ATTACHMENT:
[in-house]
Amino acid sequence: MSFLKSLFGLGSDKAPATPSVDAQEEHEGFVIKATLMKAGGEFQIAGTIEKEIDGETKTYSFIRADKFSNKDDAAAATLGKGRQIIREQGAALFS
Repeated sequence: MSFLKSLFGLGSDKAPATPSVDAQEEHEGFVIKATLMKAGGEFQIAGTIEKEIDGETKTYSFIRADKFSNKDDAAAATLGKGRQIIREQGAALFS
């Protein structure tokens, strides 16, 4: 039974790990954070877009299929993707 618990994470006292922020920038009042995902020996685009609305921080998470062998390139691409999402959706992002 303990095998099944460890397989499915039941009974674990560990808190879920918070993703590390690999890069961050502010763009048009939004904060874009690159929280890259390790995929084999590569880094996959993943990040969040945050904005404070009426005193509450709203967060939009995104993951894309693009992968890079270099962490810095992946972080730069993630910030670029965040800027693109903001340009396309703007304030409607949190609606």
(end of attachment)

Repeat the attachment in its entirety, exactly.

[in-house]
Amino acid sequence: MSFLKSLFGLGSDKAPATPSVDAQEEHEGFVIKATLMKAGGEFQIAGTIEKEIDGETKTYSFIRADKFSNKDDAAAATLGKGRQIIREQGAALFS
Repeated sequence: MSFLKSLFGLGSDKAPATPSVDAQEEHEGFVIKATLMKAGGEFQIAGTIEKEIDGETKTYSFIRADKFSNKDDAAAATLGKGRQIIREQGAALFS
């Protein structure tokens, strides 16, 4: 039974790990954070877009299929993707 618990994470006292922020920038009042995902020996685009609305921080998470062998390139691409999402959706992002 303990095998099944460890397989499915039941009974674990560990808190879920918070993703590390690999890069961050502010763009048009939004904060874009690159929280890259390790995929084999590569880094996959993943990040969040945050904005404070009426005193509450709203967060939009995104993951894309693009992968890079270099962490810095992946972080730069993630910030670029965040800027693109903001340009396309703007304030409607949190609606």